Written by Tim Hansen

Rejection is the pits. All artists experience it at some point, and there’s no denying that rejection can sting. And yet sometimes a rejection can be more influential on our career as artists than our successes, as it’s only when we’re rejected that we’re forced into a moment of truth: what, exactly, do we think we’re doing?

For 2011 JFund awardee Olga Bell, her moment of truth came when she was a senior at the New England Conservatory. Despite being a “relatively successful classical pianist up to that point,” Bell’s application to the masters program at Juilliard was turned down. Having grown up immersed in the often competitive world of musical academia, Bell was no stranger to professional rejection. This time was different, however. As Bell recalls, it was “a real watershed moment.”

Disappointed and unsure what to do next, her teacher at NEC encouraged her to “take some time off from school to ‘examine my wiring.’” Bell moved to New York and began experimenting electronic music, composing her own beats and just “singing into my laptop.” Gradually she came to be comfortable with “the idea that I could still be a musician outside a classical institution, that I could actively participate in and contribute to a canon [pop music] I had always listened to for fun.” She never went back to school.

Today, Juilliard’s loss is pretty much everyone else’s gain. The self-described “aurally omnivorous” Bell’s career trajectory has been nothing short of exponential. The Moscow-born musician has worked with a gamut of A-list artists ranging from Philip Glass and Dawn Upshaw, through to rap group Das Racist. Add to that the fact that she’s a member of the prolific rock band The Dirty Projectors, and Bell’s credentials as an insanely successful and versatile musician are secure.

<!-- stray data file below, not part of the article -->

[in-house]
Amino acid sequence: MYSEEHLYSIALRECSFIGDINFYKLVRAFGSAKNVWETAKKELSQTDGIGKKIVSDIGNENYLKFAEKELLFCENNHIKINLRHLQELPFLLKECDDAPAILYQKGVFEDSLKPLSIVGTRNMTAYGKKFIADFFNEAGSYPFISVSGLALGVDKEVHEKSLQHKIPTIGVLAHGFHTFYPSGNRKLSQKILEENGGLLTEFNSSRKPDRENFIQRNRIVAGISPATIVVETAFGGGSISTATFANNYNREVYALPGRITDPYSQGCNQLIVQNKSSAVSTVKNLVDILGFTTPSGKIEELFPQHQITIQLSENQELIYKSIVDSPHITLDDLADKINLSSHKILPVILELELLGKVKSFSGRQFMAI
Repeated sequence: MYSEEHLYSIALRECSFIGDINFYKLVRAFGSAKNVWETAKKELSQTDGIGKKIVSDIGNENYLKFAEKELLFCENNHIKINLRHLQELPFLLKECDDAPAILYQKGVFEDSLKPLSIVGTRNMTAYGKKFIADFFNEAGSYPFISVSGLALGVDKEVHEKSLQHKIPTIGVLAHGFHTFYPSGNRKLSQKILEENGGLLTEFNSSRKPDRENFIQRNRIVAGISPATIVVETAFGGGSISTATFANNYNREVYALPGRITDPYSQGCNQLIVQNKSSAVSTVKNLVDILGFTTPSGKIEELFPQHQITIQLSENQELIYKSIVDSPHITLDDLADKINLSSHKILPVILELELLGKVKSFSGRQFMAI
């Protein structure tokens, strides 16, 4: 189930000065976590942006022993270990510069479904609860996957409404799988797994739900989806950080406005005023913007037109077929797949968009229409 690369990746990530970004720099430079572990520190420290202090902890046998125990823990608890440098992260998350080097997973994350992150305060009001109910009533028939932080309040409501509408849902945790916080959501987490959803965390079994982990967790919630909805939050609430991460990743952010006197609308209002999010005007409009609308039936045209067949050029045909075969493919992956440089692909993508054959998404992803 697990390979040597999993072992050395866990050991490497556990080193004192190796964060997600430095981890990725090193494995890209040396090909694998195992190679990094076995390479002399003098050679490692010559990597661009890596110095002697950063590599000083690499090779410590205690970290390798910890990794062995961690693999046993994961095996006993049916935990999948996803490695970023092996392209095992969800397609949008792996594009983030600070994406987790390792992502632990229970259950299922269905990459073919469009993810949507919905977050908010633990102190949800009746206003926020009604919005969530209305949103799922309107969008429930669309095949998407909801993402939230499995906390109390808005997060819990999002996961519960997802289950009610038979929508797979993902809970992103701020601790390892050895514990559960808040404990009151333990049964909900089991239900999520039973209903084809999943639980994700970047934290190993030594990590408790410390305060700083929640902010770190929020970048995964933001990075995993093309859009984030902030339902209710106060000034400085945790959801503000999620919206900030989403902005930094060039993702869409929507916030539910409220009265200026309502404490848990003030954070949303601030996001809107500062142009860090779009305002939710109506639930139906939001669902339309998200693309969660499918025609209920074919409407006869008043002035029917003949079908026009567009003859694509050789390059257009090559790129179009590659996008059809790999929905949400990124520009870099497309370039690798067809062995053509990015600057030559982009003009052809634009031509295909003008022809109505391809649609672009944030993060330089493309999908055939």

Bell’s own projects are garnering serious attention, the most recent of which is her self-funded and self-produced album Diamonite, which Bell describes as being “a crazy two years in the making.” Creating the album was not exactly smooth sailing. Bell and her co-producer Gunnar Olsen had to contend with lost recordings, dwindling funds, and a brief experiment with a producer that “for a number of reasons didn’t work out.” However, Bell is nothing if not resilient, and despite these and a host of other setbacks Diamonite hit virtual shelves late last year. Bell is philosophical about the experience: “I believe our finished product wound up better and stronger because we made it entirely on our own, learning everything as we went.”

Amongst Bell’s upcoming projects is “Krai,” for which she was awarded a JFund grant in 2011. Steeped in Bell’s Russian ancestry, the piece features six singers who will take the audience through an aural exploration of Russian myths, orthodox prayers, and Tuvian throat singing amongst other source materials. “Krai” is significant to Bell for a number of reasons; aside from the fact that the piece is a fusion of her Russian heritage and American present, “Krai” represents an opportunity for Bell to “return to concert music on my own terms.”

It’s curious to think that from one rejection, something that was personally devastating at the time, Bell was able to transform her approach to her art and grow an entirely different career for herself. And despite her success, she remains a humble, introspective, and perpetually curious artist. “I still question whether I’m doing the right thing, or a good thing, or anything that anyone besides myself really needs,” she muses. “I know I have to keep doing this, right or wrong. I think I’m evolving: I’m getting better at songwriting and production, I’ve had a lot of experience in different performance scenarios this past year, I learned a lot – and learning is always a good thing!”